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US Commander Orders Thorough Review of Coalition's Prisons in Afghanistan - 2004-05-19


The commander of U.S. forces in Afghanistan has ordered "a top to bottom" review and assessment of coalition's detention centers across the country.

A general from the international coalition force will be appointed to carry out the assessment of about 20 U.S. prison camps across Afghanistan.

U.S. military spokesman Lieutenant Colonel Tucker Mansager in Kabul said the general would send conclusions and recommendations to the commander of the U.S. forces. The report is to be completed by mid-June.

?The appointed general will physically visit every facility to ensure that internationally accepted standards of holding detainees are being met,? he said. ?He will ensure facilities are adequate, procedures are in accordance with the spirit of Geneva Conventions and are being followed correctly and fully, and that staffing and capabilities are adequate to the task.?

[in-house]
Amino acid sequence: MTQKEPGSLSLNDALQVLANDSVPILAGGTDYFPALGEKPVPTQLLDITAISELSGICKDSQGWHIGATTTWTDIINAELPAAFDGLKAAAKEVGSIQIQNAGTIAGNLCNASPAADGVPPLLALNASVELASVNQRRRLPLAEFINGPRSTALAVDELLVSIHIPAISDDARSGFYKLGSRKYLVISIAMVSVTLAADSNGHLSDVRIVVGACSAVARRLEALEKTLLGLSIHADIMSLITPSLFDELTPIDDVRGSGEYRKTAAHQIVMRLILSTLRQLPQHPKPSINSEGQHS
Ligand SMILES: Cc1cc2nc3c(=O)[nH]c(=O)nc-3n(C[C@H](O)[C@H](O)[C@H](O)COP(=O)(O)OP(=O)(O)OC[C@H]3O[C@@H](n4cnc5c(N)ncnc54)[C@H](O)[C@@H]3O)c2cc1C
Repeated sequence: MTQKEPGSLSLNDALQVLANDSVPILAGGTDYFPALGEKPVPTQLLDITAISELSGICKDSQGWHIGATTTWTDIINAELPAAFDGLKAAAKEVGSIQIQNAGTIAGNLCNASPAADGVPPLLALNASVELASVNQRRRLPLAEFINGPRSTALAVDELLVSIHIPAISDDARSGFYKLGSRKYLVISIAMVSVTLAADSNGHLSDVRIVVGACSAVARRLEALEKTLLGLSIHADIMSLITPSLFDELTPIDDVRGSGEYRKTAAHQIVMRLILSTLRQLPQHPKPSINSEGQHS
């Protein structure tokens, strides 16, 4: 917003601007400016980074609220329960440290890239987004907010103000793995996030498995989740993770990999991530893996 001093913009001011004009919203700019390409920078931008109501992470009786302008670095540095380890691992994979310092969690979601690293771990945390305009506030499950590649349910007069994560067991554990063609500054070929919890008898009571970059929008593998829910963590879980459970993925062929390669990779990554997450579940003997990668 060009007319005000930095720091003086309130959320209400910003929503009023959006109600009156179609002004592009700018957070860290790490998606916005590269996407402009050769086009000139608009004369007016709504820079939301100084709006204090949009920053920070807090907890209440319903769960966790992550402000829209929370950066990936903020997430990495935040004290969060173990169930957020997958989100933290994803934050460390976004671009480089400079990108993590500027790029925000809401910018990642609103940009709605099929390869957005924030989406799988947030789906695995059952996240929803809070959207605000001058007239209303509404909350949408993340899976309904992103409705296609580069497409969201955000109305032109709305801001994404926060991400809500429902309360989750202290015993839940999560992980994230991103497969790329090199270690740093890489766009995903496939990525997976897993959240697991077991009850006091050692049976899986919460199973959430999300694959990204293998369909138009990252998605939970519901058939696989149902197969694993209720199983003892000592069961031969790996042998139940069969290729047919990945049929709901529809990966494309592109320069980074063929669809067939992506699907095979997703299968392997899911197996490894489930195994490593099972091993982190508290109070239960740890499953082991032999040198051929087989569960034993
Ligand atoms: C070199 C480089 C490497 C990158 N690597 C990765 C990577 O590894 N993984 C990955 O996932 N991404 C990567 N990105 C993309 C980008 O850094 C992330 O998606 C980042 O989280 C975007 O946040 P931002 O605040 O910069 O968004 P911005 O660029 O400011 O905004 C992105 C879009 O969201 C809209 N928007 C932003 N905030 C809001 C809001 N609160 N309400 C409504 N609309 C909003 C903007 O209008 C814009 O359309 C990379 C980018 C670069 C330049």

The U.S. military has recently begun investigating allegations of mistreatment of Afghan detainees. But Colonel Mansager says the decision to review the detention centers is not linked to those allegations. Instead, the decision was made to look at the entire system, to ensure the Geneva Conventions, which govern how prisoners of war can be treated, are enforced.

The United States leads a coalition of international troops in Afghanistan that is hunting suspected members of the al Qaida terror group and militant holdouts from the former Taleban government. The coalition holds large numbers of suspects in prison.

Afghan and international human rights groups have documented numerous cases of mistreatment in U.S.-run prisons. They specifically cited the deaths of three detainees while in custody in 2002 and 2003, which are now under investigation. But the military has resisted calls for access to the detention facilities.

Colonel Mansager says that policy remains unchanged. ?It is the coalition's continued policy to treat persons under confinement in the spirit of the Geneva Conventions to ensure that the persons under confinement are not subject to any kind of exploitation. It is the coalition's position that allowing media into the facilities would compromise that protection,? he added.

The U.S. military says it has made several changes in the living conditions of the detainees, their food, and their treatment. It says many of the changes were made after the deaths of two prisoners in December 2002.

In addition to allegations of abuse in Afghanistan, the United States faces a growing scandal involving prisoner abuse in Iraq.

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